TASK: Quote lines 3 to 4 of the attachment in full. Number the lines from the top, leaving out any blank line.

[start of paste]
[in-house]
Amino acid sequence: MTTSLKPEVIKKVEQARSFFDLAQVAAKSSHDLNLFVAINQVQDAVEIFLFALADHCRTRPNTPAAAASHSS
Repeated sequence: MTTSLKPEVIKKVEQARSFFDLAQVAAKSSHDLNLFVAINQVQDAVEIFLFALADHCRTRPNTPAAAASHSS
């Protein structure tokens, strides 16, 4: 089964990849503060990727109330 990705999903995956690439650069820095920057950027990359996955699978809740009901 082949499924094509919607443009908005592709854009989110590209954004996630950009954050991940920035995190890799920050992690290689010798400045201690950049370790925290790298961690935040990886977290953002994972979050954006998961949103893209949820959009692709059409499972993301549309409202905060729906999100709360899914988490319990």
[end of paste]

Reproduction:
Repeated sequence: MTTSLKPEVIKKVEQARSFFDLAQVAAKSSHDLNLFVAINQVQDAVEIFLFALADHCRTRPNTPAAAASHSS
């Protein structure tokens, strides 16, 4: 089964990849503060990727109330 990705999903995956690439650069820095920057950027990359996955699978809740009901 082949499924094509919607443009908005592709854009989110590209954004996630950009954050991940920035995190890799920050992690290689010798400045201690950049370790925290790298961690935040990886977290953002994972979050954006998961949103893209949820959009692709059409499972993301549309409202905060729906999100709360899914988490319990």